The world’s debt and equity markets are hitting a rough patch due to slowing growth in certain parts. Fear of what might happen when the world’s central banks stop their loose money policies and “profit taking” is beginning to grow.
One of the first questions we get asked when we meet is, "what is 'fee only' and how does it differ from commission based wealth planning?" Envision Wealth Planning President & Founder, Bob Bolen, explains here the differences between the two, and how those differences impact the client.
I trust you had a wonderful Thanksgiving holiday, that you didn’t get trampled on Black Friday and that you worked on your cyber stocking on Cyber Monday. We enjoyed Thanksgiving Day with our nuclear family, including our daughter in from college, Saturday with my extended family and Sunday with my wife’s extended family. Time with family and the fellowship were awesome. At the office, we’ve bought some new furniture and wall art to give us a new look. We bought everything online, saving money and time. Isn’t technology great? Please come by and check out our new look when you get a chance.
As we round the corner towards the end of this “fiscal cliff” year, I wanted to remind you of the numerous tax planning opportunities available to you. The most obvious is contributing to your company retirement plan such as a 401k or 403b. Employee contributions limits of $17,000 (or $22,500 for those over age 50) are tax deductible so, depending on your tax bracket, upwards of 25% of every $1 contributed is a gift from Uncle Sam. Company matches make the deal all the sweeter. If you are self employed, a SEP or SIMPLE IRA works the same way. Contribution limits on a SEP are limited to 20% of adjusted gross income and $11,500 with a SIMPLE ($17,000 if over 50.) There are customizable retirement plans available to those willing and able to save more. Let us help you set something up and get the savings started.
Retirement plans are the best tax reduction tool available for the longer term and it will also set you up for a great retirement lifestyle. Regular contributions (dollar cost averaging) into a diversified portfolio of stock, bond and “alternative” funds, regardless of the current economic sentiment coupled with the miracle of compound interest, is the best way to grow the funds necessary to pay for the retirement of your dreams.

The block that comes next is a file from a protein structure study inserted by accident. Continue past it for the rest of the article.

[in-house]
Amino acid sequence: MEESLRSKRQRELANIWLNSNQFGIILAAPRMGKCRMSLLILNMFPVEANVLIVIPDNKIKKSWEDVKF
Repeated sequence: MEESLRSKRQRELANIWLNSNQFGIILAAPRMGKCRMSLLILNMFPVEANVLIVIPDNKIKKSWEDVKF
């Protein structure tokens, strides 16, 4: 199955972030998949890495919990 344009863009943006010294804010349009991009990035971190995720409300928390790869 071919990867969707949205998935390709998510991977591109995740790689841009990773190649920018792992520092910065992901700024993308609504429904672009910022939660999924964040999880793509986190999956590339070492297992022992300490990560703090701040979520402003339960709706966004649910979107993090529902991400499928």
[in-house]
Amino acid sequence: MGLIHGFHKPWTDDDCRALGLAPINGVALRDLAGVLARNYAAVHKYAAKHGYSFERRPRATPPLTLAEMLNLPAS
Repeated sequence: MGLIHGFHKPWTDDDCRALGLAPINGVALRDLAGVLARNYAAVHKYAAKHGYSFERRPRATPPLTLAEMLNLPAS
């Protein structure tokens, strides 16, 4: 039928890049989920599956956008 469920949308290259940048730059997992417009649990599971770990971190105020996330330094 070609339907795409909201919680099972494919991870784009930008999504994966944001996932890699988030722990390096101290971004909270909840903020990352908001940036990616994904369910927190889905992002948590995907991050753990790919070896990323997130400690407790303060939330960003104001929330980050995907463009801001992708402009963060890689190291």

If you don’t have a company retirement plan or even if you do within certain income limits, contributions to a traditional IRA are tax deductible as well. You can contribute up to $5,000 ($6,000 if over age 50) and have until April 15, 2013 to make your 2012 contribution. Even if the IRA contribution is not tax deductible, growth in the account is tax deferred so is a great tool to grow your retirement nest egg. And if the IRA is not tax deductible, contribute to a ROTH IRA and the account will grow tax free forever. There are qualifications rules around ROTH contributions so give us a call if you are interested in getting this going.
For high income earners that don’t qualify to contribute to a Roth IRA, you can still contribute to a traditional IRA and then immediately convert it to a Roth and benefit from tax free growth. Even if your budget doesn’t allow for an IRA contribution this year, but you have savings from years past, you can contribute to your IRA out of savings. It doesn’t have to come from earnings directly.
Charitable gifts are another way to help in both reducing income taxes and possibly estate taxes. Within reason, gifts to charitable organizations are tax deductible against earned income. Gifts of property are deductible at stated value, but appraised value is recommended for gifts above $10,000.